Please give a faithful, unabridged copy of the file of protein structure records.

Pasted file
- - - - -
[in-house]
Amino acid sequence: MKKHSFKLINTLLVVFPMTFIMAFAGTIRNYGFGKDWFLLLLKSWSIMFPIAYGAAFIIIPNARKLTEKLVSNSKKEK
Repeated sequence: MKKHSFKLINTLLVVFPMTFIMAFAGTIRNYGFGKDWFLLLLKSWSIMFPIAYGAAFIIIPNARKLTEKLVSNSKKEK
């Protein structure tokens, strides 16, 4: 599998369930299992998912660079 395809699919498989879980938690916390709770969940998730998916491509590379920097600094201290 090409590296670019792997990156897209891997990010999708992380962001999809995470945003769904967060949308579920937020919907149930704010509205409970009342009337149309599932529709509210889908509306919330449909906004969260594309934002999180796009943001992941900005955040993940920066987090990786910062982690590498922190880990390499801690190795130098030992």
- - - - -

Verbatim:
[in-house]
Amino acid sequence: MKKHSFKLINTLLVVFPMTFIMAFAGTIRNYGFGKDWFLLLLKSWSIMFPIAYGAAFIIIPNARKLTEKLVSNSKKEK
Repeated sequence: MKKHSFKLINTLLVVFPMTFIMAFAGTIRNYGFGKDWFLLLLKSWSIMFPIAYGAAFIIIPNARKLTEKLVSNSKKEK
């Protein structure tokens, strides 16, 4: 599998369930299992998912660079 395809699919498989879980938690916390709770969940998730998916491509590379920097600094201290 090409590296670019792997990156897209891997990010999708992380962001999809995470945003769904967060949308579920937020919907149930704010509205409970009342009337149309599932529709509210889908509306919330449909906004969260594309934002999180796009943001992941900005955040993940920066987090990786910062982690590498922190880990390499801690190795130098030992």